e12a

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    Oct 28, 2006
  16. GGJstudios macrumors Westmere

    GGJstudios

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    May 16, 2008
    #16
    Thanks for the link!
     
  17. Eddyisgreat macrumors 601

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    Oct 24, 2007
    #17
    Good link.

    However there is much ambiguity surrounding that particular KB article.... i'm certian it only applies to certian models, considering that the old school iBook G3's are reported to have vented through the keyboard but every other laptop introduced since then (minus the MBA , maybe) has the back vent...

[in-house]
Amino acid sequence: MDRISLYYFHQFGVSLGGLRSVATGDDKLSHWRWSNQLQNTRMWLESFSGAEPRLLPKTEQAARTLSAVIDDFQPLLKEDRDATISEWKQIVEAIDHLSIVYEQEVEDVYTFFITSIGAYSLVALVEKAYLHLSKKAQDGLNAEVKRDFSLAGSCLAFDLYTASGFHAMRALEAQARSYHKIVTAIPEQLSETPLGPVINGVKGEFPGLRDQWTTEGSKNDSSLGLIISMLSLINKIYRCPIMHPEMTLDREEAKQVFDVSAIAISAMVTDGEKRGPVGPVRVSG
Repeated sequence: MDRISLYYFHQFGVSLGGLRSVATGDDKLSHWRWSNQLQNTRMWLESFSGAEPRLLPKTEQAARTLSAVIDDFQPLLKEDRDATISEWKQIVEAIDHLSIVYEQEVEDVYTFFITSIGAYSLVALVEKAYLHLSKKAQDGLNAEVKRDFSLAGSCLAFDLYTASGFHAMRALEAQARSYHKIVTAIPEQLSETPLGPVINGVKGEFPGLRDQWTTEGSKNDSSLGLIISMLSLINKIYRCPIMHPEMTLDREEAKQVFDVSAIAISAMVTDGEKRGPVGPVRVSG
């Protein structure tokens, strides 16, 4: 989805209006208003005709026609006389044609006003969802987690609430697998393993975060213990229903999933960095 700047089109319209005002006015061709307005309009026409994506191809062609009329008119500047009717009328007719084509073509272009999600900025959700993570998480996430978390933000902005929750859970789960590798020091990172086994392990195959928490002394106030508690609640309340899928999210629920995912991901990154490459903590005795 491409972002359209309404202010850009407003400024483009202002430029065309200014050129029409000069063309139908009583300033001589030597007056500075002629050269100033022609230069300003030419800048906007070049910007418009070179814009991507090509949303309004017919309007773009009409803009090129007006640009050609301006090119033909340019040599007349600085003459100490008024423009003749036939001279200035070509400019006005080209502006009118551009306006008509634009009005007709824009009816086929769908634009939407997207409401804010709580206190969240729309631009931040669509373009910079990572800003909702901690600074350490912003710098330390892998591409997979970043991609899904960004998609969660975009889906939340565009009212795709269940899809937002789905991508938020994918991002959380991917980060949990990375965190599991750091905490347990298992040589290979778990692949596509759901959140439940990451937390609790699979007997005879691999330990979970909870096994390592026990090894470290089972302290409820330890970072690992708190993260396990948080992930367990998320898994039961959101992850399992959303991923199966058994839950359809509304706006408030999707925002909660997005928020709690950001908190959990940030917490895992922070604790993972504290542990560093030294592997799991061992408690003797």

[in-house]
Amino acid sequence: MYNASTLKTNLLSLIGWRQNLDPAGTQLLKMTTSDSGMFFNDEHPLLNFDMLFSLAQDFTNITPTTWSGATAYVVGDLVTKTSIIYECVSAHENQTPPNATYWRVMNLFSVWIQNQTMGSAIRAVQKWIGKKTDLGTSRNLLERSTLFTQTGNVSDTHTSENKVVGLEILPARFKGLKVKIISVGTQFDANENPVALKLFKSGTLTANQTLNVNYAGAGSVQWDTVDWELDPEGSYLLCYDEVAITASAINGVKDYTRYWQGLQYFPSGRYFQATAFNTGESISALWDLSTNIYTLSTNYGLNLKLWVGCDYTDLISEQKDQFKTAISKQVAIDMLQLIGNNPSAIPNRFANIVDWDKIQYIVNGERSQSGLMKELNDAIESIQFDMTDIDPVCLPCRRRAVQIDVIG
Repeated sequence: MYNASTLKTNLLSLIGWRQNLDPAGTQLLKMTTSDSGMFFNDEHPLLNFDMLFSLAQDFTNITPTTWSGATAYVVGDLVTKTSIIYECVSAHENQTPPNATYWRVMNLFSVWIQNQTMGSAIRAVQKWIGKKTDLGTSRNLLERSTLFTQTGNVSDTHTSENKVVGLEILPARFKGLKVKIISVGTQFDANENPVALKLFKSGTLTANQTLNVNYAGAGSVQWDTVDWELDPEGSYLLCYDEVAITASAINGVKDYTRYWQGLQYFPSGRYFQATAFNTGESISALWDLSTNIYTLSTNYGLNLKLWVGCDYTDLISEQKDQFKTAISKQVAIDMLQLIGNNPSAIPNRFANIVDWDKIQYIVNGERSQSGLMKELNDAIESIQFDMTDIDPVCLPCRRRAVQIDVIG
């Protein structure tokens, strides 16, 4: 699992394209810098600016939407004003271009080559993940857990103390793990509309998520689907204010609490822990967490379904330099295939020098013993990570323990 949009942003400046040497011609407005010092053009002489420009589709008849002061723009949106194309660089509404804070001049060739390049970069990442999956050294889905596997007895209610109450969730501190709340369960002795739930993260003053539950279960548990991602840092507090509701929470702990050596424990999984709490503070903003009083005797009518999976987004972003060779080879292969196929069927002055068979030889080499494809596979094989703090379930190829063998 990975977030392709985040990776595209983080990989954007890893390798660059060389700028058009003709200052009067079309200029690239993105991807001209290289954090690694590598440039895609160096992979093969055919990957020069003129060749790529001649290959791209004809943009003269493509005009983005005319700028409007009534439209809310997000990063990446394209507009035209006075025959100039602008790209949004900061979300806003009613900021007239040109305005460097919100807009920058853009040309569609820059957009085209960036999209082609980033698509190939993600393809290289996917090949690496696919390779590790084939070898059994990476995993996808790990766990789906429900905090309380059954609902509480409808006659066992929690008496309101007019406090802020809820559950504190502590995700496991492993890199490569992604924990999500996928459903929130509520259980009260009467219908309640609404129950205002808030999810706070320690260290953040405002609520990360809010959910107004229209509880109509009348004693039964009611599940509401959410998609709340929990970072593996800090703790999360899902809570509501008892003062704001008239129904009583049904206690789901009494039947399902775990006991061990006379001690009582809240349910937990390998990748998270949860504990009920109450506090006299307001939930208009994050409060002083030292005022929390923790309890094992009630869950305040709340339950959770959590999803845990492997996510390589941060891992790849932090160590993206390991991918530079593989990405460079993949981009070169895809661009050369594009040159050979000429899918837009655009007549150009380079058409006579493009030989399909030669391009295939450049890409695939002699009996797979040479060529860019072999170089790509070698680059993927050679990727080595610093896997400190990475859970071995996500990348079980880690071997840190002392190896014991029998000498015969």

oh,

    and this...

    http://docs.info.apple.com/article.html?artnum=86286
     
  18. e12a macrumors 68000

    e12a

    Joined:
    Oct 28, 2006
    #18
  19. Eddyisgreat macrumors 601

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    Oct 24, 2007
    #19
    I'm kinda confused as to how it would drain your battery considering that it's impossible (without third party utilities) to utilize "closed lid mode" on battery power. As soon as disconnect power while in CLM , it goes to sleep and won't wake up until power is restored (or the lid is open).

    Although I have suffered my fair share of Insomnia book pro...
     
  20. dropadrop macrumors member

    Joined:
    Sep 2, 2006
    #20
    Did you read this from Intel's spec sheet?